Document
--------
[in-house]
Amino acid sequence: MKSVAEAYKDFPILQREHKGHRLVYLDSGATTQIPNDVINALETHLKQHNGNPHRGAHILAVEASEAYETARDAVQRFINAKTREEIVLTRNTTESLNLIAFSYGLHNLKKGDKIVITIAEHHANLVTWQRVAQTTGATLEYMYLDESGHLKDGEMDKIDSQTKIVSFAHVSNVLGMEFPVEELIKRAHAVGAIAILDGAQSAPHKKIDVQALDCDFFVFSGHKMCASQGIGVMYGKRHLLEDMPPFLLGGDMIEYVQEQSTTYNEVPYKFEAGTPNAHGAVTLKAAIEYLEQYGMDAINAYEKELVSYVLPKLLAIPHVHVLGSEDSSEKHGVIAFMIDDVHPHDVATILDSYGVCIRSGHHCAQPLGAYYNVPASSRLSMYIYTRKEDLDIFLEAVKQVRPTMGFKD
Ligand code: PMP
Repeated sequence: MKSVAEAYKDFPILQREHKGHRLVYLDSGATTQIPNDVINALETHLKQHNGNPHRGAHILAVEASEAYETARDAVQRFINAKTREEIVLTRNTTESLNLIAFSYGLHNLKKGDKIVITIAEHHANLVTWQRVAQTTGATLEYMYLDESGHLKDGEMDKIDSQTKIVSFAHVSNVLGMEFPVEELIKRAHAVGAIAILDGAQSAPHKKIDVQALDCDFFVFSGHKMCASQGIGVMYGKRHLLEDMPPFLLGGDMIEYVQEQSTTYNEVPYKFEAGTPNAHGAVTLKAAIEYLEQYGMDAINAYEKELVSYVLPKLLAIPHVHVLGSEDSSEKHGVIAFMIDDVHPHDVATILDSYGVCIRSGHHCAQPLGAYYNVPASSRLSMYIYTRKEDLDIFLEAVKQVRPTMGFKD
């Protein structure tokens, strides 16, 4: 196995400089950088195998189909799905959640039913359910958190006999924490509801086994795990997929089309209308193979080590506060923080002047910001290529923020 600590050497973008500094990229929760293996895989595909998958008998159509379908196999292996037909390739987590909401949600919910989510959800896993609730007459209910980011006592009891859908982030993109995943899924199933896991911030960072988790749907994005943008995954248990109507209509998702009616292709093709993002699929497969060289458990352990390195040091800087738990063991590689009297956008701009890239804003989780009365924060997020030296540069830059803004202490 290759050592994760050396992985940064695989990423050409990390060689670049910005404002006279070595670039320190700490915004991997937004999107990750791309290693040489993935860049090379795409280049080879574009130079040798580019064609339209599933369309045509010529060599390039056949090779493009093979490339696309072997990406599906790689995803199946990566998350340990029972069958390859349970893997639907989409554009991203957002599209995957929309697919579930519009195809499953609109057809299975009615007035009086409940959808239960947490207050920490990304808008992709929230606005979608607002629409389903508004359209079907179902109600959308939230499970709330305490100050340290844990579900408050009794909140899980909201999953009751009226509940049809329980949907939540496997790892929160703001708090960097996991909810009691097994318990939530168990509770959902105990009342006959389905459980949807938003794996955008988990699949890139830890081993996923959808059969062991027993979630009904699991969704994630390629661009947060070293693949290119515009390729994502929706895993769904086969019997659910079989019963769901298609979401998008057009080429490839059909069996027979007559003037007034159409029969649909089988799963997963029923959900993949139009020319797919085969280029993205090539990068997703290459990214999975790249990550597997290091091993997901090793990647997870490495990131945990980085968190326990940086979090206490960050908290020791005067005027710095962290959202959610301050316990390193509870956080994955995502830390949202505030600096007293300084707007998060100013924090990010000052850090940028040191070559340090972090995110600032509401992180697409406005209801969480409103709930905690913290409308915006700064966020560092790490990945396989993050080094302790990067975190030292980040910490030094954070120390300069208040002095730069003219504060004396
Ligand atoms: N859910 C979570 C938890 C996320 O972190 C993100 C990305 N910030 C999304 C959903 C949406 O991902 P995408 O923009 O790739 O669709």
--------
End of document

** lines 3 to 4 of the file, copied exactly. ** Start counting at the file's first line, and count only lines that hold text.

Ligand code: PMP
Repeated sequence: MKSVAEAYKDFPILQREHKGHRLVYLDSGATTQIPNDVINALETHLKQHNGNPHRGAHILAVEASEAYETARDAVQRFINAKTREEIVLTRNTTESLNLIAFSYGLHNLKKGDKIVITIAEHHANLVTWQRVAQTTGATLEYMYLDESGHLKDGEMDKIDSQTKIVSFAHVSNVLGMEFPVEELIKRAHAVGAIAILDGAQSAPHKKIDVQALDCDFFVFSGHKMCASQGIGVMYGKRHLLEDMPPFLLGGDMIEYVQEQSTTYNEVPYKFEAGTPNAHGAVTLKAAIEYLEQYGMDAINAYEKELVSYVLPKLLAIPHVHVLGSEDSSEKHGVIAFMIDDVHPHDVATILDSYGVCIRSGHHCAQPLGAYYNVPASSRLSMYIYTRKEDLDIFLEAVKQVRPTMGFKD